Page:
There is a 14 per cent increase in the allocation at Rs 23 billion for 2018-19. Started in the 1990s, the scheme incentivises upgrading of plant and machinery, in addition to setting up of new projects for weaving, processing and garmenting. “This is a positive step and will help in clearing some of the committed liabilities under Tufs,” said Ujwal Lahoti, chairman of the Cotton Textiles Export Promotion Council. The Budget also proposes to raise the outlay to the comprehensive sector package for apparel and made-ups from Rs 60 billion to Rs 71.5 billion, which should promote output and exports in these two labour-intensive sectors. Fabrics are also likely to be covered under the Return of State Levies scheme.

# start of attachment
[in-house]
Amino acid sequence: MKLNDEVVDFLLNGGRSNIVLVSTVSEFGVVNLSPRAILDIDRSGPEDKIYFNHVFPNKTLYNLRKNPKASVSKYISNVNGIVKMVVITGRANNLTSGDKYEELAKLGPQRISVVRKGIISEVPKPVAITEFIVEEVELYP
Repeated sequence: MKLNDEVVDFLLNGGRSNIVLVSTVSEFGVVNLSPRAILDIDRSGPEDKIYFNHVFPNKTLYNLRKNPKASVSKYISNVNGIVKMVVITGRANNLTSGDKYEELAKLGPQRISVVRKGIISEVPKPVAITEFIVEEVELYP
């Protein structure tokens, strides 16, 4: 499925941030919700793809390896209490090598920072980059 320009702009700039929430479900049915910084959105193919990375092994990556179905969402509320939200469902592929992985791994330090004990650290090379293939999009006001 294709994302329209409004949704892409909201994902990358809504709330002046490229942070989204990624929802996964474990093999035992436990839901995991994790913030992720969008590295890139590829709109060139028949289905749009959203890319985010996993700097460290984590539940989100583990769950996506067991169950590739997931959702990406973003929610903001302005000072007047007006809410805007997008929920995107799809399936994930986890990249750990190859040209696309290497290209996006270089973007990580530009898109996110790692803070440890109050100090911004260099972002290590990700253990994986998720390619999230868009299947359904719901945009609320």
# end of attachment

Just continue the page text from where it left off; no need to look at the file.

Rahul Mehta, president of the Clothing Manufacturers Association of India, said in addition to specific provisions for this industry, the general focus of the Budget on the rural economy would help push demand for apparel.
“Apparel manufacturing involves significant domestic transportation of raw material, as well as finished goods. Infrastructural bottlenecks have been hindering this industry.
Hence, the increased focus on infrastructure will help the apparel industry grow further,” he added. Kavita Gupta, textile commissioner, recently stated the textile and clothing industry had promised the government to bring in investment of Rs 800 billion, along with the creation of employment opportunities for 10 million people, within three years.
Of this, two years have passed; the investment has been Rs 70 billion, with employment generated for only 100,000 people.